Of course, if Groff and director Michael Sexton are doing the fooling, there’s much to love. In past works, Groff has thrust herself into other worlds and languages—mathematics, mechanics, air traffic controlling—and she seizes upon the rituals and jargon of magicianship with equal zeal. Yet she never lets her passion for the technical run away with her. She and Sexton ground the heady ideas and elaborate metaphor in the messy world of human emotion, offering a play that makes one think and feel—a hell of a trick.



Subtitled Or: How I Learned to Stop Worrying and Love the Dirty Bomb, this two-person amalgam of history primer, farce, and magic tricks brings Kubrick’s classic black comedy about thermonuclear apocalypse in line with our present-day terror of abandoned backpacks.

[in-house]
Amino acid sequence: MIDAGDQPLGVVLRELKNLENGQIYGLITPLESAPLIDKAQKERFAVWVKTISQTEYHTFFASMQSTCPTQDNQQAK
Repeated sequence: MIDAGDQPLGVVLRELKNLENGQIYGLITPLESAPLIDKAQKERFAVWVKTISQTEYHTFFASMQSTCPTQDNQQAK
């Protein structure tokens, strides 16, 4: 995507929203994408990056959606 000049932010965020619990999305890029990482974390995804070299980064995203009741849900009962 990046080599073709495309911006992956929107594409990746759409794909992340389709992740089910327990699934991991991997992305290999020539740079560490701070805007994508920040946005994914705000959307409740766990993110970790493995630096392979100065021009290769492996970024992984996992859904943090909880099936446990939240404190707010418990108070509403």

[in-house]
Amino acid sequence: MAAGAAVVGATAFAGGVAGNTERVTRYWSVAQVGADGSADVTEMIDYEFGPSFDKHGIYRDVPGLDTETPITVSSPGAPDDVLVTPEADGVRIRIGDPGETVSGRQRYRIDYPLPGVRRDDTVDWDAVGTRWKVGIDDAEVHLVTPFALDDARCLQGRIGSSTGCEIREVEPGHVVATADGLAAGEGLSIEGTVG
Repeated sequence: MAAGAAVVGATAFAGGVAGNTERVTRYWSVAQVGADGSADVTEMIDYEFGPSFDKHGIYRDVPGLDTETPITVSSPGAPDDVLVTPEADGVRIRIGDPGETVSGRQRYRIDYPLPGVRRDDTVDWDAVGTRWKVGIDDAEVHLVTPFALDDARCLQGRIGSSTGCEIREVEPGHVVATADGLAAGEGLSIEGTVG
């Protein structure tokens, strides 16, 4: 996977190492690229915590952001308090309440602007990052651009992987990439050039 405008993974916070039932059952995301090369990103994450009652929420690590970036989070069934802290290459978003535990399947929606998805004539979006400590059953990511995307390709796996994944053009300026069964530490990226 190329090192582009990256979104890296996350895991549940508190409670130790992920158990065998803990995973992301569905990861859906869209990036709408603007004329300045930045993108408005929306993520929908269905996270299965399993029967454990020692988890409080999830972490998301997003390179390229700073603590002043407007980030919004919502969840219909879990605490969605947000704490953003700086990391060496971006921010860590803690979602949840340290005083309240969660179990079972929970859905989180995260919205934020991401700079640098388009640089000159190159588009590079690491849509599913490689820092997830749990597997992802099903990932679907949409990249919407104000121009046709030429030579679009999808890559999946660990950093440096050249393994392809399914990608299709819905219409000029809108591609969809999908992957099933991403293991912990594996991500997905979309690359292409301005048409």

In addition to a loose plot combining workplace liaisons, a mad-bomber scoutmaster, and an alienated teen boosting depleted uranium from his father’s food irradiation plant—after doses equal to “3 million chest X rays,” the food is “super-rad!”—the show includes clips from Dr. Strangelove and the Whitney Houston vehicle The Bodyguard (yielding a visual joke starring lacy panties). Steve Cuiffo performs sleight-of-hand illusions plus the parts of father, son, and madman (sometimes in split costume, the better to dialogue and brawl with himself), and ably resurrects Lenny Bruce—”The war on terror. It’s heavy, man”—to expose the absurdity of the Bush administration’s duct-tape and plastic-tarp fear-mongering. Maggie Hoffman embodies both a coquettish, lovelorn exec and a jaded narrator who lectures the audience about nuclear horrors using a Geiger counter as beat box: “Unfortunately, the song this radiation is singing lasts about 40 million years.” In 75 minutes, the pair make a case for laughter trumping fundamentalism.